“Some of the smaller ones do not, but will have counseling services,” Hite said, according to the website.
“Students are going to walk into uncertainty, guaranteed uncertainty,” said Hiram Rivera, executive director of the Philadelphia Student Union, a youth advocate organization. “No one really knows what to expect. The money that was raised [by the city] was not enough to bring back all the staff that is required to deliver the services that the students need and deserve.”
Budget cuts have been so deep that many schools will be operating not only without counselors but without regular nurses or assistant principals. The district’s secretaries and many other support staff that help run the day to day operations of a school have also been laid-off. Some have been rehired, but the confusion has caused chaos in schools preparing to reopen, administrators and teachers told MSNBC. Desk and door keys can’t be located. Computer passwords are missing. In some schools, student registration has swelled to the point where there aren’t enough desks. In one school, the number of students assigned to a particular Algebra class has grown so large that the class will be moved from a traditional classroom to an auditorium, one teacher said.
The district is currently in a battle with teachers over pay and a new contract. The teachers contract expired last weekend.
The school district is trying to squeeze concessions from the Philadelphia Federation of Teachers totaling $103 million, including salary cuts of up to 13%, in order to close a $304 million deficit.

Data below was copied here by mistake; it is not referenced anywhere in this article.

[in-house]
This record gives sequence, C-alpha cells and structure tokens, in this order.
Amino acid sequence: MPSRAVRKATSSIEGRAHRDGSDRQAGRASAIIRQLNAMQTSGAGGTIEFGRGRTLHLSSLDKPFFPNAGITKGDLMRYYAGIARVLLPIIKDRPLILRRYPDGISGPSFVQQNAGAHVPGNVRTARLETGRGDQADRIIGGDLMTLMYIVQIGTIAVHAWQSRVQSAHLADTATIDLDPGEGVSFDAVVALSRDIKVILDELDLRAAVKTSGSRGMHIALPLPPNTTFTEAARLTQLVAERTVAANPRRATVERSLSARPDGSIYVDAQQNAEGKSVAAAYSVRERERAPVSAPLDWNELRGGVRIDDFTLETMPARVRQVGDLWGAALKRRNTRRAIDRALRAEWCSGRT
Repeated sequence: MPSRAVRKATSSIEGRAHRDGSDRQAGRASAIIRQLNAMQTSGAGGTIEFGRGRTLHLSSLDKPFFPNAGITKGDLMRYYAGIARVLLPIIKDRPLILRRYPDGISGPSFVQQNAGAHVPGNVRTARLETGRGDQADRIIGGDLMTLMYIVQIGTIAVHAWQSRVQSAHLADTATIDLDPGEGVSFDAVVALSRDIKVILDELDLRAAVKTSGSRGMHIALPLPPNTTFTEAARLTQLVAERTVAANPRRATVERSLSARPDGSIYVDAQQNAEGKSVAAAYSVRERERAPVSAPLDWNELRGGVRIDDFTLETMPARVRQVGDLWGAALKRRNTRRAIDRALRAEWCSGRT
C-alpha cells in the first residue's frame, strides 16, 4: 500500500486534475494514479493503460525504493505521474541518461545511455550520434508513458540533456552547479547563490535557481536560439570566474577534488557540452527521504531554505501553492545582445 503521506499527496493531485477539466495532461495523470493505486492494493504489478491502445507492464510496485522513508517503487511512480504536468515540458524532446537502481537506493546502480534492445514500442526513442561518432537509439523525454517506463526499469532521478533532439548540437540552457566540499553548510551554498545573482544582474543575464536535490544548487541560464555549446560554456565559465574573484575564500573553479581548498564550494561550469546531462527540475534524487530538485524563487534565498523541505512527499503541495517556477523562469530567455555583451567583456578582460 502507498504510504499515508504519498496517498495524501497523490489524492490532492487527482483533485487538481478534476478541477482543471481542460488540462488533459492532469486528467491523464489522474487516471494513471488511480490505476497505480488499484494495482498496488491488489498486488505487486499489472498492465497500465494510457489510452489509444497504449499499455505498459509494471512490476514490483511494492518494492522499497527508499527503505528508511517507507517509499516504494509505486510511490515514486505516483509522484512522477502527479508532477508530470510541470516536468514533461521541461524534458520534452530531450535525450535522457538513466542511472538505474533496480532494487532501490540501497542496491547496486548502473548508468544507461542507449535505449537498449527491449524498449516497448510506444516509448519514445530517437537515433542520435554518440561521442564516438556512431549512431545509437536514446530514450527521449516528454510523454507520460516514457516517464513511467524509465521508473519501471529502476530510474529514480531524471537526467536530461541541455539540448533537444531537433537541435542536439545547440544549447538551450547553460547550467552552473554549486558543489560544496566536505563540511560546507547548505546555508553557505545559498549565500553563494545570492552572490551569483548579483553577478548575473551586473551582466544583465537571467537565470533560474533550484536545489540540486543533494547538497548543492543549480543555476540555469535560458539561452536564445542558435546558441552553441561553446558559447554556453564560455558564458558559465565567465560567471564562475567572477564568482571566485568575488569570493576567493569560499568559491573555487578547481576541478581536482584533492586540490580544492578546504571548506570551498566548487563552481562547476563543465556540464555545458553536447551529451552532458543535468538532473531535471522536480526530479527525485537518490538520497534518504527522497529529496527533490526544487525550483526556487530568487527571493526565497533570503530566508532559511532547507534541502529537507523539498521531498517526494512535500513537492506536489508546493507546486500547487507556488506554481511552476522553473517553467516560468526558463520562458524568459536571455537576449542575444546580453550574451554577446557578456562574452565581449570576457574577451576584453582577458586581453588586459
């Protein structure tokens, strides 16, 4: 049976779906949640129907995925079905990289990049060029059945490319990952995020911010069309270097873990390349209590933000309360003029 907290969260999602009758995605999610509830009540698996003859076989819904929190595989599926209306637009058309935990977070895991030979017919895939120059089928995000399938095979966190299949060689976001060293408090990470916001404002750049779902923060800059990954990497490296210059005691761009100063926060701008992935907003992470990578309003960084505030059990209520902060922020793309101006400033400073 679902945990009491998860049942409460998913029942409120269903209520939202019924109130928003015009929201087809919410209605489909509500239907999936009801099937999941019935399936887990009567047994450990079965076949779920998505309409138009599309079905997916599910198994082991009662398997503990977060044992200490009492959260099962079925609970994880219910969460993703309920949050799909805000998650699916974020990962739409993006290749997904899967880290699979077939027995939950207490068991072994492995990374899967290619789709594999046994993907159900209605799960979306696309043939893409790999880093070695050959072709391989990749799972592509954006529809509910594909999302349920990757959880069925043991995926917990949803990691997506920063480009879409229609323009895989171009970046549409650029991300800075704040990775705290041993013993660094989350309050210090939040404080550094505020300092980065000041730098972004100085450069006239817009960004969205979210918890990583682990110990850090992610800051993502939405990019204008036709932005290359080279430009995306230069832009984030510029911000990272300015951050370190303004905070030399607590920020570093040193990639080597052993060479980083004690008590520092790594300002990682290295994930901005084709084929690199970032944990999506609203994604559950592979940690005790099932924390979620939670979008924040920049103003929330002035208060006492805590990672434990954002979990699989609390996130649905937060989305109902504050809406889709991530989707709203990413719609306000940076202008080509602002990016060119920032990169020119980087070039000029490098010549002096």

The teachers union has balked at salary cuts, saying the city’s teachers already make less than teachers in surrounding school districts.
Meanwhile, advocate groups and parents are preparing for action over concerns that the lack of counselors hurts the most vulnerable students.
Parents of children with special needs and advocates met this week with legal advisers to discuss what recourse might be available if they have difficulty receiving services that the state requires the school district to provide to special needs students.
“We want parents to know how to file a complaint immediately,” Helen Gym, a public school parent and co-founder of Parents United for Public Education, told the Philadelphia Inquirer. “We want them to demand that their children get the service required under the law.”
Sabra Townsend, the mother of a 9th Grader with special needs whose school was recently closed, told MSNBC that she is angry and frustrated. Townsend said her son’s former school counselor was responsible for handling her son’s independent education plan (IEP), which includes navigating class assignments, placements and fulfilling various administrative requirements.
“Of course it’s stressful,” she said. “It’s stressful because I really don’t know what the program is going to be, who will handle his IEP, his legal documents or what’s going to happen once he gets the classroom. It’s just a mess and nobody seems to have any answers for me.”
Wong Phing, the elementary school counselor, said the she’s not sure how things are going to play out this year. While she’s happy she was re-hired, her feelings are tempered by the fact that so many of her former colleagues haven’t been so fortunate. And she said knows the children are going to suffer as fewer adults in the building will have less of themselves to give.
“I think that it just speaks very little of society but also what we have going on in Philadelphia. We are talking about the most vulnerable kids. Most of them are poor and most of them are African-American and Latino,” Wong Phing said. “I wish I could feel a little optimistic. I can see that parents and the community are starting to become more organized against all of this, that part feels kind of positive. But I think it’s going to be a really tough year. I just don’t see things just miraculously going back to the way they were or getting better.”